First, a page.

Increased oxidative stress in obesity and its impact on metabolic syndrome.
      ,
      • Holvoet P.
      • Lee D.H.
      • Steffes M.
      • Gross M.
      • Jacobs Jr, D.R.
      Association between circulating oxidized low-density lipoprotein and incidence of the metabolic syndrome.
      ,
      • Ford E.S.
      • Giles W.H.
      • Dietz W.H.
      Prevalence of the metabolic syndrome among US adults: findings from the third National Health and Nutrition Examination Survey.
      ). Metabolic disease remains a serious concern in the world, and people with metabolic syndrome are at increased risk of developing cardiovascular disease, stroke, and type 2 diabetes (
      • Ford E.S.
      • Giles W.H.
      • Dietz W.H.
      Prevalence of the metabolic syndrome among US adults: findings from the third National Health and Nutrition Examination Survey.
      ,
      • Grundy S.M.
      • Brewer Jr, H.B.
      • Cleeman J.I.
      • Smith Jr, S.C.
      • Lenfant C.
      Definition of metabolic syndrome: Report of the National Heart, Lung, and Blood Institute/American Heart Association conference on scientific issues related to definition.
      ). It is known that the functions and concentrations of serum HDL have strong inverse correlations with risk of metabolic syndrome and atherosclerotic cardiovascular disease (
      • Cifuentes-Goches J.C.
      • Gomez-Lopez Jde D.
      • Hernandez-Ancheyta L.
      • Flores-Fuentes S.E.
      • Inchaustegui-Arias J.L.
      • Canas-Urbina A.O.
      Hypertriglyceridemia and low HDL cholesterol as high impact factors for metabolic syndrome diagnosis in apparently healthy adults [in Spanish].
      ,
      • Van Lenten B.J.
      • Navab M.
      • Shih D.
      • Fogelman A.M.
      • Lusis A.J.
      The role of high-density lipoproteins in oxidation and inflammation.
      ,
      • Tamada M.
      • Makita S.
      • Abiko A.
      • Naganuma Y.
      • Nagai M.
      • Nakamura M.
      Low-density lipoprotein cholesterol to high-density lipoprotein cholesterol ratio as a useful marker for early-stage carotid atherosclerosis.
      ). HDL is known to undergo dramatic modification in structure and composition under the concerted actions of inflammation and oxidative stress (
      • Khovidhunkit W.
      • Kim M.S.
      • Memon R.A.
      • Shigenaga J.K.
      • Moser A.H.
      • Feingold K.R.
      • Grunfeld C.
      Effects of infection and inflammation on lipid and lipoprotein metabolism: mechanisms and consequences to the host.
      ,
      • Esteve E.
      • Ricart W.
      • Fernandez-Real J.M.
      Dyslipidemia and inflammation: an evolutionary conserved mechanism.
      ). As a result, HDL particles progressively lose normal biological activities and acquire altered properties. It is well known that H2 is an electron donor and therefore has a high reducing ability, and the beneficial effects of H2 on different disease models are mostly dependent on its antioxidative, anti-inflammatory, and antiapoptotic properties (
      • Suzuki Y.
      • Sano M.
      • Hayashida K.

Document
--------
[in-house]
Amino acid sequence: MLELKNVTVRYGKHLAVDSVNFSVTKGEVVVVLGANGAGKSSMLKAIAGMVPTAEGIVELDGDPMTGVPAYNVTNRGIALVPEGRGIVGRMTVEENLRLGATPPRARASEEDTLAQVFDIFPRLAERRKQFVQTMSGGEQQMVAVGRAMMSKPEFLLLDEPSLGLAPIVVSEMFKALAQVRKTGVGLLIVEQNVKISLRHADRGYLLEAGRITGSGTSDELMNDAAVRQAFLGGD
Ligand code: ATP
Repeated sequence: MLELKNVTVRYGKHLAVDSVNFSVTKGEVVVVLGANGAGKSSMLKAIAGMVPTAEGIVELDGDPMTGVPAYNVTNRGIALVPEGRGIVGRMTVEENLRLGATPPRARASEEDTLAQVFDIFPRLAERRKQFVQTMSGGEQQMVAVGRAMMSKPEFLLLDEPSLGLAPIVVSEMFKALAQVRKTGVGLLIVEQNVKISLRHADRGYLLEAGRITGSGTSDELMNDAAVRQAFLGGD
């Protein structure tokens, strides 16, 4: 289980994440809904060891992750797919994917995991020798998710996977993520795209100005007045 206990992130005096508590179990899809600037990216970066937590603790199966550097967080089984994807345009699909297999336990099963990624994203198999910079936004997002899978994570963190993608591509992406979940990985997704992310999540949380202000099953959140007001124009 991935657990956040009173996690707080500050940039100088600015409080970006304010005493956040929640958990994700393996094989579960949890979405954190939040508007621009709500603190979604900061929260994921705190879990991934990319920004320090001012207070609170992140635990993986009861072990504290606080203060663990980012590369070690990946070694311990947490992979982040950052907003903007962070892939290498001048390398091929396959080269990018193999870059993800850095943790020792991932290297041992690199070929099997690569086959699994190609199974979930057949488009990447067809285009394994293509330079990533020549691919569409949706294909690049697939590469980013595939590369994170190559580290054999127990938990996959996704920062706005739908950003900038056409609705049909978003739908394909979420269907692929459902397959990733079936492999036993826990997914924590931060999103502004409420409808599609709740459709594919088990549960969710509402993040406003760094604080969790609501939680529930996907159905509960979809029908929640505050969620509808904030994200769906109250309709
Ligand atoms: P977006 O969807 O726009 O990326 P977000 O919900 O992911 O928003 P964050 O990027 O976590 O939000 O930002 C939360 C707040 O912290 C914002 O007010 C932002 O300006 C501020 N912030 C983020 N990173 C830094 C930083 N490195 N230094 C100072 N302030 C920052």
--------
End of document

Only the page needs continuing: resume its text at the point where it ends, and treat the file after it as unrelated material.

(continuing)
• Ohsawa I.
      • Ohta S.
      • Fukuda K.
      Are the effects of alpha-glucosidase inhibitors on cardiovascular events related to elevated levels of hydrogen gas in the gastrointestinal tract?.
      ). Therefore, it is possible that dyslipidemia-injured HDL function might be improved by H2 treatment in animals or patients with hyperlipidemia or metabolic syndrome. We have previously demonstrated that administration of H2-saturated saline markedly improves the functional properties of the HDL particle in mice and golden hamsters (
      • Song G.
      • Tian H.
      • Qin S.
      • Sun X.
      • Yao S.
      • Zong C.
      • Luo Y.
      • Liu J.
      • Yu Y.
      • Sang H.
      • et al.
      Hydrogen decreases athero-susceptibility in apolipoprotein B-containing lipoproteins and aorta of apolipoprotein E knockout mice.
      ,
      • Zong C.
      • Song G.
      • Yao S.
      • Li L.
      • Yu Y.
      • Feng L.
      • Guo S.
      • Luo T.
      • Qin S.
      Administration of hydrogen-saturated saline decreases plasma low-density lipoprotein cholesterol levels and improves high-density lipoprotein function in high-fat diet-fed hamsters.
      ). However, whether the same effects of H2 could be observed in humans has not yet been determined. Here, we aimed to characterize the effects of H2 on functional properties of the HDL particle on 20 patients with potential metabolic syndrome.

      METHODS

      Subjects

      The study protocol was approved by the Ethics Committee of Taishan Medical University. We recruited 20 subjects ≥ 43 years of age, males (n = 12) and females (n = 8), from existing patient databases or by advertisement. In this study, subjects were required to have one or more of the following conditions: prehypertension (diastolic blood pressure of 80–89 mmHg and systolic blood pressure of 139 mmHg or lower); prediabetes (fasting serum glucose from 5.2 to 6.9 mmol/l); TC > 5.18 mmol/l and/or LDL-C > 2.59 mmol/l; body mass index (BMI) between 25.0 and 34.9 kg/m2; or waist circumference≥ 100 cm for males and ≥ 88 cm for females. All participants provided written informed consent to participate before enrollment in the study.

      Study design and preparation of H2 water